Trump’s Trade War Is Uniting ECB Hawks and Doves
(Bloomberg Opinion) -- Europe's central bankers suddenly appear more unified than at any time since the 2008 financial crisis. That's good for euro-zone stability and growth; and, ironically, Europe can thank U.S. President Donald Trump for it.
Since the financial crisis, the European Central Bank's governing council has essentially been divided into two feuding camps: The German representatives, with their aversion to inflation, and the Mediterranean members who want to keep central bank asset purchases and easy money flowing. Inflation fears are so ingrained in German thinking that quantitative easing, and the decline in the euro it provoked, has often seemed a bitter pill for savings-focused Germans, and especially for the ultra-conservative Bundesbank.
But thanks to Trump, the ECB governors now had more in common as they sat down on Thursday than they do sources of disagreement. A major objective of Trump's tariff war is to restrict German exports into the U.S. market and encourage German car companies like Volkswagen to move production facilities and jobs to the U.S. to take advantage of protectionist barriers; Wednesday’s news of possible further tariffs of up to 25 percent on foreign-made automobiles will no doubt alarm Germans. Trump has also sought to use the threat of tariffs and sanctions to force European countries to increase their military spending as well as to pressure Germany into supporting sanctions against Iran.
A sharp cut in exports to the U.S., which is a huge market for Germany, would also cost profits and jobs, neither of which would be easy to make up without currency declines. Other Trump policies also impact German interests. Both German and Italian firms do considerable business with Iran and stood to benefit from the end of sanctions there.
Meanwhile, Germans appear to be catching on to the fact that there are bigger threats than inflation. Inflation has been extremely stable since the ECB was formed in 1998. If inflation has been a problem for Germany and Europe it is because it has been too low to stimulate economic growth, not too high.
At the June ECB meeting the Bundesbank displayed uncharacteristic nonchalance in supporting the change to the ECB’s forward guidance to postpone future interest rate increases until at least the end of the summer 2019, even though that was certain to put downward pressure on the euro’s value. There was also agreement to hold off for an "extended" period of time from shrinking the ECB balance sheet, which markets have taken to mean two to three years from this December when the QE program is due to end.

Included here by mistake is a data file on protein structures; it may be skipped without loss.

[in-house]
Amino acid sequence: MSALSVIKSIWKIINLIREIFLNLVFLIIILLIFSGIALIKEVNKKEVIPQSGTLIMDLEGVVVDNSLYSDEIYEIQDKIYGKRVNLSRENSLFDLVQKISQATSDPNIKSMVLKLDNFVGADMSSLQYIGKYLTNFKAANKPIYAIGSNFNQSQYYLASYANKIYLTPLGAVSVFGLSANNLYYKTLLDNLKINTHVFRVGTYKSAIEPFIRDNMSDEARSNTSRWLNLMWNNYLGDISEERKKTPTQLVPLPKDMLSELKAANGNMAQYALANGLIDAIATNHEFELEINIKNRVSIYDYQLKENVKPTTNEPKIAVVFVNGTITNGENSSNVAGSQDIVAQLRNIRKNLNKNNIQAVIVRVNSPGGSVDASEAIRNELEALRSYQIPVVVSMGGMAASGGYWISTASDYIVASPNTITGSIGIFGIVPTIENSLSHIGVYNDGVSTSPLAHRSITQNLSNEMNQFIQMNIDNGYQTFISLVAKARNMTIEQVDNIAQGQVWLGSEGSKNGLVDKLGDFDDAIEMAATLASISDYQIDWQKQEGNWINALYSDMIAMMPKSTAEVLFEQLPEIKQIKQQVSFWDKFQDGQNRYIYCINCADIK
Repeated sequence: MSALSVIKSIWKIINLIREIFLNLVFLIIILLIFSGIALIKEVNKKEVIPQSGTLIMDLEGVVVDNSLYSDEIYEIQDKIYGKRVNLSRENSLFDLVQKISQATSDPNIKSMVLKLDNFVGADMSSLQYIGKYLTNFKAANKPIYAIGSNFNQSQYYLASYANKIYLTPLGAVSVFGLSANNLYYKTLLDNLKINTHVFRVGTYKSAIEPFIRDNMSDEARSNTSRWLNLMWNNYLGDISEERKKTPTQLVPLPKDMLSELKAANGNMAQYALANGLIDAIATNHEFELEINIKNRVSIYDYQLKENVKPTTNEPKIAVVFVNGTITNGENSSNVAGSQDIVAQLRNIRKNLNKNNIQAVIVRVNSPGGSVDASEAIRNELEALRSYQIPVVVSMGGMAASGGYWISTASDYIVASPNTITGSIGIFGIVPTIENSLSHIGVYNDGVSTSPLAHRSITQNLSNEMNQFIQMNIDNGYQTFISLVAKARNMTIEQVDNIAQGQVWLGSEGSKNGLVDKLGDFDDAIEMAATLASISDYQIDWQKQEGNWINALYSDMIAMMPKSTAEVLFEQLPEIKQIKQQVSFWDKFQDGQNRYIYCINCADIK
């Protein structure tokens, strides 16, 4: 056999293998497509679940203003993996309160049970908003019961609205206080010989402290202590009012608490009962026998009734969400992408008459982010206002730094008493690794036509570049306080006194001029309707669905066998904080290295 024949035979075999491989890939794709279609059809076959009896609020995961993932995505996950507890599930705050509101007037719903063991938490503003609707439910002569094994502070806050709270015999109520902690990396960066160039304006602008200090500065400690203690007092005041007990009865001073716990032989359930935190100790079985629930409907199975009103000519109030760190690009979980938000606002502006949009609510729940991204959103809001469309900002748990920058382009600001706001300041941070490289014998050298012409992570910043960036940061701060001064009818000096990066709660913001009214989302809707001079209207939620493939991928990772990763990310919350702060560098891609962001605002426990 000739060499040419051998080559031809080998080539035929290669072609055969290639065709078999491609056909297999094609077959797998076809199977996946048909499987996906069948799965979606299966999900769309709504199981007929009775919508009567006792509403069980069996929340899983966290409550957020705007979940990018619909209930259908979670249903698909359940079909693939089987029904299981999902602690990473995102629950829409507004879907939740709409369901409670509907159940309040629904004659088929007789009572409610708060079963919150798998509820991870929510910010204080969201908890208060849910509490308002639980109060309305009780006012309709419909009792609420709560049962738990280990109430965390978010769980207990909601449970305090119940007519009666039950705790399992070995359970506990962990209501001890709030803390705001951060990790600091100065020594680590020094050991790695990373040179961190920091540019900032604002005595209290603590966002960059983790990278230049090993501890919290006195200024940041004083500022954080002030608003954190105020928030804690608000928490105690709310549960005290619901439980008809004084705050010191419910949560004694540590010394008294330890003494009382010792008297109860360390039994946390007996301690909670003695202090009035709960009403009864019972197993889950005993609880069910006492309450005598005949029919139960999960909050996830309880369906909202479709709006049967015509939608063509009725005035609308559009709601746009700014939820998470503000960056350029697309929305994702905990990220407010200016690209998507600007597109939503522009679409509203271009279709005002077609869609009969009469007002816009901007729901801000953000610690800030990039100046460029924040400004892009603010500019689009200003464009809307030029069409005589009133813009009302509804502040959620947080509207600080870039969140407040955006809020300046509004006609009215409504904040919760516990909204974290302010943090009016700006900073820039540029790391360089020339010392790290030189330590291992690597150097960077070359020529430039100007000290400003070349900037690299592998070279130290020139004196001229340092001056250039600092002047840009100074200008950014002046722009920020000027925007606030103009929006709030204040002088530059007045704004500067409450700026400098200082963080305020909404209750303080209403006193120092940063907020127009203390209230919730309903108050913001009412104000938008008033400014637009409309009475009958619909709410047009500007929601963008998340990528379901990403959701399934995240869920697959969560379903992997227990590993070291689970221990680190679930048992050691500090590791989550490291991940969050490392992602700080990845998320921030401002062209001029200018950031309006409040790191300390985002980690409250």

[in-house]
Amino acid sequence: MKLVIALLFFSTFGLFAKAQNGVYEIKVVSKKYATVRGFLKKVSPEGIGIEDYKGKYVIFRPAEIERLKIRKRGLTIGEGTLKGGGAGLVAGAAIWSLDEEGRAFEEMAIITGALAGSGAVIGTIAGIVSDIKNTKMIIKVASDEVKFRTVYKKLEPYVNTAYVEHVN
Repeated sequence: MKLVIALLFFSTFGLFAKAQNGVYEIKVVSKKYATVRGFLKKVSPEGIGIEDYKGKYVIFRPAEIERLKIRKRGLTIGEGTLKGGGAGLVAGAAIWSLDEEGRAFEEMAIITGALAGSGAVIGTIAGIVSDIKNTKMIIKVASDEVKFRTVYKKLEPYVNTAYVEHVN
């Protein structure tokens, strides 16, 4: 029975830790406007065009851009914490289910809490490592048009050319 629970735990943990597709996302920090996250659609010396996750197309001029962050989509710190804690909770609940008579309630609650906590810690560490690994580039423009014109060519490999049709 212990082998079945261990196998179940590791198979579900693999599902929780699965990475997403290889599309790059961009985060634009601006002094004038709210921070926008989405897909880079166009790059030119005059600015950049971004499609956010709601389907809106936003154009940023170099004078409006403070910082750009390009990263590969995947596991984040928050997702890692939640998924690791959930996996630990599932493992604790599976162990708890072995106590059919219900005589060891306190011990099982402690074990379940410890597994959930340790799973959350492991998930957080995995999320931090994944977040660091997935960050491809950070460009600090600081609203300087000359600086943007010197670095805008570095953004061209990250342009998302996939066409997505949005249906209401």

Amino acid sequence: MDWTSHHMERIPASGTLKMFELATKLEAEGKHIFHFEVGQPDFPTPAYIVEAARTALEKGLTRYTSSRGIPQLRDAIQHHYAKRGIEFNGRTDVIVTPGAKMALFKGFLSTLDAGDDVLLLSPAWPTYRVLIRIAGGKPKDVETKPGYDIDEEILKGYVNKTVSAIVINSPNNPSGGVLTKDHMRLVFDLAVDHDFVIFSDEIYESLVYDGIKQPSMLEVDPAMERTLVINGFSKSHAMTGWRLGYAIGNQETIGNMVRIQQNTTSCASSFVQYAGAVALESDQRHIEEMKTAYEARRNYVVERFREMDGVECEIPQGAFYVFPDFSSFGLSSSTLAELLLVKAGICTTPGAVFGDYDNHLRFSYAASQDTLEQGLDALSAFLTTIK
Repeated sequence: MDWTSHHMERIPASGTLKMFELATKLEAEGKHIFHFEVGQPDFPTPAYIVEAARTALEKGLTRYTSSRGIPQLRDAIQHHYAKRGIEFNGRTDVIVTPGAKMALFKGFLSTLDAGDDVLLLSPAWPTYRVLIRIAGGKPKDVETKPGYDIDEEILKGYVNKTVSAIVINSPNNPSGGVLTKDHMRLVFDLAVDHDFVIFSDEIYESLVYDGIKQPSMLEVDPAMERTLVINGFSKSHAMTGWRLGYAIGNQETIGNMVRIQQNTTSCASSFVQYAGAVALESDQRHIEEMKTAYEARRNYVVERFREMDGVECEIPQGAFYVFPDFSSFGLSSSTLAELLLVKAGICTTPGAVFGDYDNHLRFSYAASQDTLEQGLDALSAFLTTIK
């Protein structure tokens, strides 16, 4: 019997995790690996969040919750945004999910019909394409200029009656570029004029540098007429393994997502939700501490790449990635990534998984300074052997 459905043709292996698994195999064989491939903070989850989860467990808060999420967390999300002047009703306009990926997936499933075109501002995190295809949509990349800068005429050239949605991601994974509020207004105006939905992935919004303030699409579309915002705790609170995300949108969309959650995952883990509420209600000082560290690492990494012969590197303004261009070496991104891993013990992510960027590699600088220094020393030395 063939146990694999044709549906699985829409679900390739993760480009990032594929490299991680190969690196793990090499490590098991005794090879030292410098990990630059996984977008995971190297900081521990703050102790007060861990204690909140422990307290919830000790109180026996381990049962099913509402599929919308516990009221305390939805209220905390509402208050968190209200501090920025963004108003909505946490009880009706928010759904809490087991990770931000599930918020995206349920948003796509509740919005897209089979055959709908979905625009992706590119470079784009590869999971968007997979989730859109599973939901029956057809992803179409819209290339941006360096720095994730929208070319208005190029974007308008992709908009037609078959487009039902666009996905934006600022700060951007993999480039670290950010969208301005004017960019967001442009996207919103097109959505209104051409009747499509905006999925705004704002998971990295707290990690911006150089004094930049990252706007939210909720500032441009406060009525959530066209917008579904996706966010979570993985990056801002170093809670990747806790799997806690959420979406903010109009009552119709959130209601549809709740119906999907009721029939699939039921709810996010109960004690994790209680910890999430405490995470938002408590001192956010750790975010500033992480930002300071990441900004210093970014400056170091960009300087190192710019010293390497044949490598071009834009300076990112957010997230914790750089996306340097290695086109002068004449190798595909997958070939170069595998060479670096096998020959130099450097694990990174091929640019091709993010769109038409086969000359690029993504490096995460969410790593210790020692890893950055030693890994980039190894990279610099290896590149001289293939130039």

Trump has accused Germany of supporting a cheap euro to boost its exports. But, ironically, it’s thanks to Trump that Germany’s interests are more aligned with neighbors it once saw as undermining the credibility of the euro zone with their demand for looser money generated by more QE asset purchases.
The U.S. president sees the multilateral, sovereignty-pooling EU as embodying everything he disdains. The Germans should counter this by setting aside their inflation aversion and also by being more willing to share financial risks with, and even transfer income to, the Mediterranean countries. An EU-level deposit insurance — something the Germans have been resisting — would also demonstrate that Europe's biggest power is committed to further integration and that euro zone economies will not easily be divided.
There are those in Germany who will still argue the hawkish line. But in the current international environment, the Bundesbank would be right to go along with a policy of stretching out the withdrawal from QE. It should be open to the possibility of bringing back QE policies should the euro-zone economy falter -- or even to go for a further postponement of interest rate increases into 2020, if the need arises. The need to worry about inflation risks is much less urgent for Germany now that it is facing a hostile presence in the White House.
Trump’s attack on the existing order has raised the stakes for European integration. If Trump and Russian President Vladimir Putin, another destabilizer, are to be thwarted, it will require a deeper German commitment to euro-zone growth and integration. It will also take the realization that monetary policy, migration policy, Brexit and European reforms are all related. That may make the inflation hawks uneasy and will trouble those Germans who feel less disciplined euro-zone countries lean too heavily on Germany. But those arguments carry less weight these days. The man who would divide the EU may turn out to be its great unifier.
This column does not necessarily reflect the opinion of the editorial board or Bloomberg LP and its owners.
Melvyn Krauss is a senior fellow at the Hoover Institution at Stanford University and an emeritus professor of economics at New York University.
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